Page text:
Food-induced (allergic) arthritis. Inflammatory arthritis exacerbated by milk

Authors

  • Professor Richard S. Panush MD,

    Corresponding author
    1. Division of Clinical Immunology, Rheumatology, and Allergy, Department of Medicine, College of Medicine, University of Florida, and the Clinical Immunology Section, Medical and Research Services, Veterans Administration Medical Center, Gainesville, Florida
    • Division of Clinical Immunology, Department of Medicine, Box J-277, University of Florida, Gainesville, FL 32610
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  • Robert M. Stroud MD,

    Clinical Professor of Medicine
    1. Division of Clinical Immunology, Rheumatology, and Allergy, Department of Medicine, College of Medicine, University of Florida, and the Clinical Immunology Section, Medical and Research Services, Veterans Administration Medical Center, Gainesville, Florida
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  • Ella M. Webster MD

    Postdoctoral Fellow
    1. Division of Clinical Immunology, Rheumatology, and Allergy, Department of Medicine, College of Medicine, University of Florida, and the Clinical Immunology Section, Medical and Research Services, Veterans Administration Medical Center, Gainesville, Florida
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Abstract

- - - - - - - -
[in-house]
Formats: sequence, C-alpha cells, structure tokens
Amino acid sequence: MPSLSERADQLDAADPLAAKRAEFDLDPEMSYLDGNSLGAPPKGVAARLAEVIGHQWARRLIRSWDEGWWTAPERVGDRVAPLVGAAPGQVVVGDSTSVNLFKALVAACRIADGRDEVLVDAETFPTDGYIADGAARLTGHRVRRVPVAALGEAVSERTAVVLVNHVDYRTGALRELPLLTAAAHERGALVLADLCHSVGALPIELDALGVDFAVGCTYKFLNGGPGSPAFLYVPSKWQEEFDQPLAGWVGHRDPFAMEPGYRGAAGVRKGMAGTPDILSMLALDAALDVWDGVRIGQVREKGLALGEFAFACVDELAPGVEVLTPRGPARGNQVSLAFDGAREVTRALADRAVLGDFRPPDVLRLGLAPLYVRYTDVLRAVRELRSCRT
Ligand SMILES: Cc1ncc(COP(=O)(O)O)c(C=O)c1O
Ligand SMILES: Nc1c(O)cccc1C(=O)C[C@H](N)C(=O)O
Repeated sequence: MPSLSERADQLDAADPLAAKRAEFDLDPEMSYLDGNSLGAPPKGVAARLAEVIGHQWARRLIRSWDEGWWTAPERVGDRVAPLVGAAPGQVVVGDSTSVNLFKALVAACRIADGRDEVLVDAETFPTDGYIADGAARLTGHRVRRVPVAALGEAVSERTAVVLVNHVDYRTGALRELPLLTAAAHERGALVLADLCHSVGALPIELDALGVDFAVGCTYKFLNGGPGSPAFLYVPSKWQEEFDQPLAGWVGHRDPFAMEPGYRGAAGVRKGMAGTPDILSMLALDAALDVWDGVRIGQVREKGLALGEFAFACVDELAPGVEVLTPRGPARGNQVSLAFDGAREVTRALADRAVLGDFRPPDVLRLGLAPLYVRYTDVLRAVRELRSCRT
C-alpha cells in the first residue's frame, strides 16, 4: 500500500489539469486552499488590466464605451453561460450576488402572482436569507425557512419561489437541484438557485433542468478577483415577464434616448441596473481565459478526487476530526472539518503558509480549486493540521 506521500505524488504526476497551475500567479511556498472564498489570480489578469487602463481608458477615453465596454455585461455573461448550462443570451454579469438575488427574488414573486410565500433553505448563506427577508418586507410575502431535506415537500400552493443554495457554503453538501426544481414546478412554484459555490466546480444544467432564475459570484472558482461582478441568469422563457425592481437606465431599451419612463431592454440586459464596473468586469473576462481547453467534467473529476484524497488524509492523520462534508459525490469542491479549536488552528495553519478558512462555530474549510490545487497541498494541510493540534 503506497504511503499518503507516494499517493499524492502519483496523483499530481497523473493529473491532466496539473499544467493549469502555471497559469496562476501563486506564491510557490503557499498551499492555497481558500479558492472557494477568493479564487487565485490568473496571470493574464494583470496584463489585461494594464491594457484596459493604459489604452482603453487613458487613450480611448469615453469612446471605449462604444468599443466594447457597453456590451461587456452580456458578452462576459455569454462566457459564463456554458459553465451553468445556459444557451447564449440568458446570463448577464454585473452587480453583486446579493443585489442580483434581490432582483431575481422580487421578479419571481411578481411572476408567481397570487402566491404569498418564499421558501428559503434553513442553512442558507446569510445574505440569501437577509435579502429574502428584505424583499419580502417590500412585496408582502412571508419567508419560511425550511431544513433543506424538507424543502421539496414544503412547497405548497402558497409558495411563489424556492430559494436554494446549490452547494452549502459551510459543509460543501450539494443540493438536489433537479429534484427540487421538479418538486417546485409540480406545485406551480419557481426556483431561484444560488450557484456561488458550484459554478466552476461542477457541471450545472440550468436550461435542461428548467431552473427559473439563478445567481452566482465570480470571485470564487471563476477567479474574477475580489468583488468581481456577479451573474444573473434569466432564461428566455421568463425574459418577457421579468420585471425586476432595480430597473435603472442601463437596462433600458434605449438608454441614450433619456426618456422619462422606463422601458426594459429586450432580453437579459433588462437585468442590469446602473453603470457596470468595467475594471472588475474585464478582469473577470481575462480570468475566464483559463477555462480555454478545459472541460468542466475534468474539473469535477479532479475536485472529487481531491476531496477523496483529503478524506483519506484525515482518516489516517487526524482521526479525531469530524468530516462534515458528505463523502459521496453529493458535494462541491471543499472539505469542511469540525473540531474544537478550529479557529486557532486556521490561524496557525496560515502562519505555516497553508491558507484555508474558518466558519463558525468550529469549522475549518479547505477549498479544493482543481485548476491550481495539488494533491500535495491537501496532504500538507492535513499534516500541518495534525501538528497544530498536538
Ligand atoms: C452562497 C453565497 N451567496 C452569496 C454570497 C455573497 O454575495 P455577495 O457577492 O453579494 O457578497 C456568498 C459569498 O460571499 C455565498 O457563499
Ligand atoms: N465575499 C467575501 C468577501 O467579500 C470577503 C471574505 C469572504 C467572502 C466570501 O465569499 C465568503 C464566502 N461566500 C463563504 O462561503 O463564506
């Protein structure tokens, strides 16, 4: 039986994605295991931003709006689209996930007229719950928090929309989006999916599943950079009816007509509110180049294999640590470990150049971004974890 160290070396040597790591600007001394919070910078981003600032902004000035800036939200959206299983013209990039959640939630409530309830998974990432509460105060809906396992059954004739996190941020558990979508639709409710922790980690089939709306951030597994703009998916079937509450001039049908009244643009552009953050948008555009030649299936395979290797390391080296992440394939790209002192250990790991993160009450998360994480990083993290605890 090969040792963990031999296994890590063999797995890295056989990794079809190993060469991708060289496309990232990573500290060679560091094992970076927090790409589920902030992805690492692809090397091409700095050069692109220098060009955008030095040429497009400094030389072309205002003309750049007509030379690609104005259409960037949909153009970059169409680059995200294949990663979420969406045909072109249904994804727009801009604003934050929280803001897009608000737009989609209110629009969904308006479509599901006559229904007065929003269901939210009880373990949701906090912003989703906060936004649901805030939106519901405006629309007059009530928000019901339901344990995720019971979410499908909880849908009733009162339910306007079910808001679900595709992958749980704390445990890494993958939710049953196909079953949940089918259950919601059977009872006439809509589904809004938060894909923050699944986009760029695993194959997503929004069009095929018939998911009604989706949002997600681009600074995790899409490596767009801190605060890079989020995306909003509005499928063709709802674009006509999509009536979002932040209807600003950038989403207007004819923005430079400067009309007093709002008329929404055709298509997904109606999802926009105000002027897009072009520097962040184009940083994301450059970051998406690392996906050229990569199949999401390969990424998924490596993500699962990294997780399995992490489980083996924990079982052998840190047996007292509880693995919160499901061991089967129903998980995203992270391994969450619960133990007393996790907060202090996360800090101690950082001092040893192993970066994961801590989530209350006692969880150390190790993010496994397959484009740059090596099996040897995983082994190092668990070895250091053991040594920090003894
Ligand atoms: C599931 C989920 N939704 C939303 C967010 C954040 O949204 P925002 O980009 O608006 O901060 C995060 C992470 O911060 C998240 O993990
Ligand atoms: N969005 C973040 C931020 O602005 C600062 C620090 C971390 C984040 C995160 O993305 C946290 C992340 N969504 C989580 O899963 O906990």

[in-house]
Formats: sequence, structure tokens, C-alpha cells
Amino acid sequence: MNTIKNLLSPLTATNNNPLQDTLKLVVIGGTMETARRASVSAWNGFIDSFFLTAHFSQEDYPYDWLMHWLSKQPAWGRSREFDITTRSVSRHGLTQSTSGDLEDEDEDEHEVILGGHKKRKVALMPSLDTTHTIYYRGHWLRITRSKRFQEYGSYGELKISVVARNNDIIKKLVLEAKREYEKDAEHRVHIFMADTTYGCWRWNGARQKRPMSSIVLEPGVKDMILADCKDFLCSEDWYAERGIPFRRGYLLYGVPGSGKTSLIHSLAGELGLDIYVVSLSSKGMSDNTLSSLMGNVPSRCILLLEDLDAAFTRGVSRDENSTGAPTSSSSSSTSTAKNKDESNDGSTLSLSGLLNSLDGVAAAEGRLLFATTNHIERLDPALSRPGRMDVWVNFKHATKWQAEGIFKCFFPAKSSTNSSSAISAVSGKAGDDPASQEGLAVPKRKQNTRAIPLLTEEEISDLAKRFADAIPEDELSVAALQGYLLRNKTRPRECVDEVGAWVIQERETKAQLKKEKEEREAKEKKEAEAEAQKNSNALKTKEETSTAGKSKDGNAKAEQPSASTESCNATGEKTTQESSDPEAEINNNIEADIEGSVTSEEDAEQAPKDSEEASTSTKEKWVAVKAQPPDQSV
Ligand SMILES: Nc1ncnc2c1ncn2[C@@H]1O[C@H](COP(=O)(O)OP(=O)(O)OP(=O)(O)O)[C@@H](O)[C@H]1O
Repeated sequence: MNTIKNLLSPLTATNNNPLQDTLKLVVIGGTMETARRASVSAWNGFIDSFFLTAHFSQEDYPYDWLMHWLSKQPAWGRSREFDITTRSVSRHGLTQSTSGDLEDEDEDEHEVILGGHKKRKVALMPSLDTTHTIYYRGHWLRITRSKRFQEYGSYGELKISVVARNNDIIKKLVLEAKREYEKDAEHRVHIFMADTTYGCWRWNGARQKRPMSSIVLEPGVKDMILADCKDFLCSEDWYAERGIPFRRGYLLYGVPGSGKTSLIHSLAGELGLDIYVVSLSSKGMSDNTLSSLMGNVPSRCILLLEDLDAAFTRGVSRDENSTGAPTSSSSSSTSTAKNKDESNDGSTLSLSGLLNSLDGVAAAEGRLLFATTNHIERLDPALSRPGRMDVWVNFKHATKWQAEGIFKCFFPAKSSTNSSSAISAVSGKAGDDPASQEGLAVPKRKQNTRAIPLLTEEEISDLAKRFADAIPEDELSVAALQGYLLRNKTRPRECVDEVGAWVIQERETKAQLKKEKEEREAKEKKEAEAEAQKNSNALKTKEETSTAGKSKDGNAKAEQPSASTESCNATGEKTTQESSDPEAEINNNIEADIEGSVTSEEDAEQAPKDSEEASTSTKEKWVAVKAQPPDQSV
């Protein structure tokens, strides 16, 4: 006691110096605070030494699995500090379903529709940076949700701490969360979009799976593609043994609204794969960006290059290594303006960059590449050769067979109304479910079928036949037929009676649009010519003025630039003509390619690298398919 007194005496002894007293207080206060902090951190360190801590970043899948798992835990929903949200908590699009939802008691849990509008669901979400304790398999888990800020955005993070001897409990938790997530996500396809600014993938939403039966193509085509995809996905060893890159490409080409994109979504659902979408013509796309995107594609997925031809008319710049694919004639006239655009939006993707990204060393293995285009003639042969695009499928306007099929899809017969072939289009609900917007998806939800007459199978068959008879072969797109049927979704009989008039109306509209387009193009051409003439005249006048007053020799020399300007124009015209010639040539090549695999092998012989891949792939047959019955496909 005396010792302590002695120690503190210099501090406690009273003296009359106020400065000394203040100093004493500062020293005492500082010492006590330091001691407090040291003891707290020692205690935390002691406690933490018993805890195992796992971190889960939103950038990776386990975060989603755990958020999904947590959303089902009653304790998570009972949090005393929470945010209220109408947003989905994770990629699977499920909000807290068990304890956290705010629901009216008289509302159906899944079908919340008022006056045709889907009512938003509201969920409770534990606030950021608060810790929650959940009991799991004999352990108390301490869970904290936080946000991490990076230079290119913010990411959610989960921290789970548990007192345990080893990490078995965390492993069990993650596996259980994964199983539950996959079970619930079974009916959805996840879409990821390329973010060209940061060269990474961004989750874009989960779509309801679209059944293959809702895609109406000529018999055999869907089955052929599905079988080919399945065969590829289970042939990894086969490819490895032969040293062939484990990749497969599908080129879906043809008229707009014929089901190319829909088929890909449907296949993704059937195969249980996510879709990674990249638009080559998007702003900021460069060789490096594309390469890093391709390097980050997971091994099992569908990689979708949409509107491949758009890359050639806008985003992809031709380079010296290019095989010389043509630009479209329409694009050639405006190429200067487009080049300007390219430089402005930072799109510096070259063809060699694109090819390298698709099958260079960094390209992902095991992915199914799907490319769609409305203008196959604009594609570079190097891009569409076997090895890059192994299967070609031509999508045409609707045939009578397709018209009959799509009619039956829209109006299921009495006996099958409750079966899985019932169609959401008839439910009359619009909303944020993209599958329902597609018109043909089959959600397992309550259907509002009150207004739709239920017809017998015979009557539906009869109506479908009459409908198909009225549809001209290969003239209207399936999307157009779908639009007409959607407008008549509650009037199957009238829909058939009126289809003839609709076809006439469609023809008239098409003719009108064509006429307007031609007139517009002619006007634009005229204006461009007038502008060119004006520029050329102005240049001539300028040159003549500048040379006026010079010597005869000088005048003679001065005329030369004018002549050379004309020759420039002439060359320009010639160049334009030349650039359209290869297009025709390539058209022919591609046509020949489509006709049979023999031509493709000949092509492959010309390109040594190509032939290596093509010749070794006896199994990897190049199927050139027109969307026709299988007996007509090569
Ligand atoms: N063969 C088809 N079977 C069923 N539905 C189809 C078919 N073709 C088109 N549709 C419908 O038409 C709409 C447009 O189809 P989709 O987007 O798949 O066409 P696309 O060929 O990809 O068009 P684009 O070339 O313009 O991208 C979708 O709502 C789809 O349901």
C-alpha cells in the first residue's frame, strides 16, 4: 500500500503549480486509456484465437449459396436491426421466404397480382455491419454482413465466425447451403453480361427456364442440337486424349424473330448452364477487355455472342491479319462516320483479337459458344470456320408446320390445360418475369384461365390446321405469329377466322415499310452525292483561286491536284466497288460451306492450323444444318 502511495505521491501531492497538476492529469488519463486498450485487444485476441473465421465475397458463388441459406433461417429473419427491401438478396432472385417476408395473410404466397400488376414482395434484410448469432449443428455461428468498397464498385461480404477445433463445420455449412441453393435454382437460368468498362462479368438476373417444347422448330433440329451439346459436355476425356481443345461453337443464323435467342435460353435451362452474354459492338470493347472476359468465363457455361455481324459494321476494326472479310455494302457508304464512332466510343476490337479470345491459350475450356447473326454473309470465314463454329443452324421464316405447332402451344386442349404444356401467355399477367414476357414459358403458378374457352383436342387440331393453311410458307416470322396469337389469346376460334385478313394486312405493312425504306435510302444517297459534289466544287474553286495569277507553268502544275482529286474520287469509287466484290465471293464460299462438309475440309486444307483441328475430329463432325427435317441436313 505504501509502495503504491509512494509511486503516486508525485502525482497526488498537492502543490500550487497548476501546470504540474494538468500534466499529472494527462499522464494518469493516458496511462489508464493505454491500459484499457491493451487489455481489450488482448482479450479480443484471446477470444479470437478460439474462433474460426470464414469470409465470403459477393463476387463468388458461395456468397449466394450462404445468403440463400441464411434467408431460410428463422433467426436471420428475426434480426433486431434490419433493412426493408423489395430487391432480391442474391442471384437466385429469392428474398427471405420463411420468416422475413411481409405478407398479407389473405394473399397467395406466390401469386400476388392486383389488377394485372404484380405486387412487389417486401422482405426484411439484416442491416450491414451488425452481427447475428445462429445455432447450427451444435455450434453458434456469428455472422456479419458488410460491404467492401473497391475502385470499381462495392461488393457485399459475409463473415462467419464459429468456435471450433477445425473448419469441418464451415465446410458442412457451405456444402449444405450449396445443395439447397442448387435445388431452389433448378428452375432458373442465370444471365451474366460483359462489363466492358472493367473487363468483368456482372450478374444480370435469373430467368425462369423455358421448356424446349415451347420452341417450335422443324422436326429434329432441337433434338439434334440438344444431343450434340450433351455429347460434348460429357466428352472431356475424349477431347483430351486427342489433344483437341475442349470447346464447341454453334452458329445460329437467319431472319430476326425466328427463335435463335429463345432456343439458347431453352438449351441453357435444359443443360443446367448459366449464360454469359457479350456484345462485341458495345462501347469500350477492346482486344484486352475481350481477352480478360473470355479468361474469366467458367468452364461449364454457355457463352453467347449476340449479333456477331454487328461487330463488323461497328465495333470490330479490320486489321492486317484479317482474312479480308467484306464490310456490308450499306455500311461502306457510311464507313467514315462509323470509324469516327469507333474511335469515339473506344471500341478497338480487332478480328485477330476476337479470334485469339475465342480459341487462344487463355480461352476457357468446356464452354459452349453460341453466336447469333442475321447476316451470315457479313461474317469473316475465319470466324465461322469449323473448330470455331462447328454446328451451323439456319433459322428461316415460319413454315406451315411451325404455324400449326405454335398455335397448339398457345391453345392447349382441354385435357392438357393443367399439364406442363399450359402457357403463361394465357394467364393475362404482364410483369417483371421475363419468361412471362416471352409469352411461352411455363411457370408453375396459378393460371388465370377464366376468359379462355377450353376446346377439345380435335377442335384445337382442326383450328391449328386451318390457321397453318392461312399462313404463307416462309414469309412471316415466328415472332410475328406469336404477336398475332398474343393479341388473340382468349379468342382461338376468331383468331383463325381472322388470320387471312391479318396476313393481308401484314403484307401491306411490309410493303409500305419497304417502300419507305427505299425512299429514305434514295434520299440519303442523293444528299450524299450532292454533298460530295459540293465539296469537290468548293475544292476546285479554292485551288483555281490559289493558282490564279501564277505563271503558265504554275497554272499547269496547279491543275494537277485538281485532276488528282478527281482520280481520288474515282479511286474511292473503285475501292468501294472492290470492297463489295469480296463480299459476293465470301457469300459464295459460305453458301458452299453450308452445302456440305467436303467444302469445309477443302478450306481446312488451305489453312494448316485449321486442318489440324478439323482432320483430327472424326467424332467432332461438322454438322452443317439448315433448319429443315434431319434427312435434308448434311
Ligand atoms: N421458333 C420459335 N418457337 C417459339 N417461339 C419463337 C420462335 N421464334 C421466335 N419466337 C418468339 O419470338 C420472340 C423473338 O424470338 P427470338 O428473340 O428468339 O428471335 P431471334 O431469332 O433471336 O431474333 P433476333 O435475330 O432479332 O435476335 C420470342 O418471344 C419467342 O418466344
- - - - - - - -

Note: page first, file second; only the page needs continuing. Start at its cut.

Suggestive, but largely unproven, observations have associated arthritis with environmental antigens, including foods. We studied a patient with inflammatory arthritis in a prospective, “blinded,” controlled fashion to determine whether her symptoms were associated with food sensitivities. This 52-year-old white woman with 11 years of class I, stage I, active disease, had symptomatic exacerbations allegedly associated with meat, milk, and beans. We observed an increase in symptoms following an unblinded food challenge and then studied her in our clinical research unit. On her normal diet for 6 days, she averaged 30 minutes of morning stiffness, 9 tender joints, 3 swollen joints, 87% subjective assessment (100% = best possible), and 89% examiner assessment. While she was fasting (3 days) or taking Vivonex (2 days), we noted no morning stiffness, tender joint score of 1, swollen joint score of 0, and assessments of 100% (P < 0.05 versus normal diet). She was then nourished with Vivonex for 33 days without difficulty and challenged in a blinded fashion at mealtimes with lyophilized foods placed into opaque capsules. Four milk challenges (equivalent to ≧8 ounces per meal) produced up to 30 minutes of morning stiffness, 14 tender joints, 4 swollen joints, subjective assessment of 85%, and objective assessment of 80% (P < 0.05 versus fasting-Vivonex), peaking 24–48 hours postchallenge. Placebo and other foods (lettuce and carrots) were without effect. Immunologic studies suggested both delayed and immediate cutaneous reactivity to milk, no elevation in IgE anti-milk, marked increases of IgG and IgG4 anti-milk levels, marginally increased IgG-milk circulating immune complexes, and in vitro cellular sensitivity to milk. These data relate symptomatic exacerbation of inflammatory arthritis with immunologic hypersensitivity to milk in this patient. This observation suggests new insights in the pathogenesis of inflammatory joint disease and its therapeutic control.

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